EDITOR’S NOTE: The News Herald publishes restaurant closures, health and safety violations on a monthly basis.


LYNN HAVEN — Sewage backing up through the floor drains and ill-kept fries led inspectors in February to temporarily halt operations for a Lynn Haven restaurant, according to health inspection reports.

It was the only restaurant reported to have been issued an emergency closure in the past month.

In February, the Florida Department of Business and Professional Regulations (DBPR) issued an emergency closure for Popeye’s Chicken, 1501 Ohio Ave. Sanitation and safety specialists reported finding conditions that could contribute directly to a food-borne illness or injury at the time of their inspection. Popeye’s workers, however, corrected the issues in a matter of minutes and was allowed to reopen, state inspectors reported.

DBPR specifies the inspections are snapshots of a business at that time only. Popeye’s has an active state license and currently is open.

On Feb. 12, inspectors reported arriving to the Lynn Haven Popeye’s at 12:48 p.m. to find sewage and wastewater backing up through floor drains in the back of the restaurant. The drains were located under a triple sink near the ice machine, DBPR reported.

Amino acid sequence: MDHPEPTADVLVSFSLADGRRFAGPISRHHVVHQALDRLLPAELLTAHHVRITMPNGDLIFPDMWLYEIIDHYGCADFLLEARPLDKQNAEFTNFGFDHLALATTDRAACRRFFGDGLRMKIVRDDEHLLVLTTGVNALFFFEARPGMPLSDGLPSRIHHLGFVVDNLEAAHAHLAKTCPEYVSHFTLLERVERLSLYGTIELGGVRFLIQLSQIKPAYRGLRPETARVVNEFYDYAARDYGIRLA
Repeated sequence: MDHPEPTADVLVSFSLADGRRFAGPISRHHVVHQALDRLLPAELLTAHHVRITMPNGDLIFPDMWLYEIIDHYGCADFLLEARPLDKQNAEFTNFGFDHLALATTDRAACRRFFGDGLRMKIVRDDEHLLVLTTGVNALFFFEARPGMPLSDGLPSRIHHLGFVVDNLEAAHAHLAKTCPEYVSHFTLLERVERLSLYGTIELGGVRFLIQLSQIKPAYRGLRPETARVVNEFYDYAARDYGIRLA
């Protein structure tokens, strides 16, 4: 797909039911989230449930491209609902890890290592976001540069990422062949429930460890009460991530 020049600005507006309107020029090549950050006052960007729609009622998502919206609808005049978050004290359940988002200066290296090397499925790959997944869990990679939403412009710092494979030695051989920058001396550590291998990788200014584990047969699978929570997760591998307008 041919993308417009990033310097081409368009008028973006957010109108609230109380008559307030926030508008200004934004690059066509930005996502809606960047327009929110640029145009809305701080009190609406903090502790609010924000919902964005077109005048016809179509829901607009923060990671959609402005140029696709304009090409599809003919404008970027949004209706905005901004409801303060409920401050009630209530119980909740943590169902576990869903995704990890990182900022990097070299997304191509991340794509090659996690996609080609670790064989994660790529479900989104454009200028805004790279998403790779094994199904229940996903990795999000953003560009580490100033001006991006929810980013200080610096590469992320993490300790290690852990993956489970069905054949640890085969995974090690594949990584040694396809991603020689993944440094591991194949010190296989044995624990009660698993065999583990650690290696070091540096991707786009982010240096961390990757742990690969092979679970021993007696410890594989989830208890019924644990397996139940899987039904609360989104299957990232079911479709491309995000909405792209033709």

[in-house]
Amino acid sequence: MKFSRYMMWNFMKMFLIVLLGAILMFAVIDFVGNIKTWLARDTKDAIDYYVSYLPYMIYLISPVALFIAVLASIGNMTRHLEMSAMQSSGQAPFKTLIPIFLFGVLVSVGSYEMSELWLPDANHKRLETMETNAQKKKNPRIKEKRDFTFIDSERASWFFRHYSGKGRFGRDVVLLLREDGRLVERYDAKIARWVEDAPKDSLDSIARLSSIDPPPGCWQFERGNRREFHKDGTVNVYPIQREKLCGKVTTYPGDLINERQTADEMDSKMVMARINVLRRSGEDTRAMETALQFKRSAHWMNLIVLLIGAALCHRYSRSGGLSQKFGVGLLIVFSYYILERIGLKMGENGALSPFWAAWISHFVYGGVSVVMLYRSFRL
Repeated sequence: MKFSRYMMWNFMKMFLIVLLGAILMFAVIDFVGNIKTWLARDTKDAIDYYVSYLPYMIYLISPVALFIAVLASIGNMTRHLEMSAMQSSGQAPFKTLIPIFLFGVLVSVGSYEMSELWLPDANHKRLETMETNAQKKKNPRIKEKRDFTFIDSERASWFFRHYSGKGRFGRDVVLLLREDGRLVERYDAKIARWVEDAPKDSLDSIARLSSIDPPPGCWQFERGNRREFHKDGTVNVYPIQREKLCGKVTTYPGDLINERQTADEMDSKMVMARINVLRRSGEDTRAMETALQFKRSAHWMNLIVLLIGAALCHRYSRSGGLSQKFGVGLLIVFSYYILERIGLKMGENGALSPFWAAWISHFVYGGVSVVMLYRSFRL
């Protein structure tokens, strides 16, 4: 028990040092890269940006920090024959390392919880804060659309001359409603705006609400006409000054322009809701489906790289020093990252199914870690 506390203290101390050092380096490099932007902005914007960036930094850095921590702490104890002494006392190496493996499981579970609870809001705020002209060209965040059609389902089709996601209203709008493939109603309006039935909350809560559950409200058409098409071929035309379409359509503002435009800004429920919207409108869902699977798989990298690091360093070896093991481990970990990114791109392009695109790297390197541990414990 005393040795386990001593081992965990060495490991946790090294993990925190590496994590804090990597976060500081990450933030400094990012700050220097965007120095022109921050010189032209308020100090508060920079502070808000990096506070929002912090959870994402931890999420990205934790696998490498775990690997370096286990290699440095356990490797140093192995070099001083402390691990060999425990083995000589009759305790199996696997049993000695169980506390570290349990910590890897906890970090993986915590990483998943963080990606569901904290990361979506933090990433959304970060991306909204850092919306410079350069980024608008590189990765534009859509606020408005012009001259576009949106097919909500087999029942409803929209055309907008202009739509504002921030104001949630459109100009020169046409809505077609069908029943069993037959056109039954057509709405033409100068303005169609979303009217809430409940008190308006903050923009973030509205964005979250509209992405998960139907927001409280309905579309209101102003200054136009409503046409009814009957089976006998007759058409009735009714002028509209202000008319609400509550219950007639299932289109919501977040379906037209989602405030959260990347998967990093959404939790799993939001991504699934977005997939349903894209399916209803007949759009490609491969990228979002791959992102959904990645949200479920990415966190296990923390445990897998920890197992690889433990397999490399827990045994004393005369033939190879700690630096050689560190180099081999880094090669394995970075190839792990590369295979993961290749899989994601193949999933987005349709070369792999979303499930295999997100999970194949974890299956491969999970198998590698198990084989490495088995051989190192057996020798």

“This area is in the back area of restaurant near mop sink and ice machine,” inspectors reported.

Officials also reported the fries were being kept at 106 degrees, which is less than the recommended 135 degrees or above. A vacuum breaker also was missing at the mop sink faucet, officials reported.

Owners of Popeye’s did not immediately respond to a request for comment. Employees, who declined to be identified, said they had been in the process of fixing the issues when inspectors arrived, and that was the reason for the brevity of the closure.

At 1:01 p.m. the same day, Popeye’s was allowed to reopen and conduct business.

That was the first emergency closure issued to the business since it opened, DBPR records indicated.

The closure added to January’s four restaurant closures in the central Panhandle, which brings the total to five in 2018.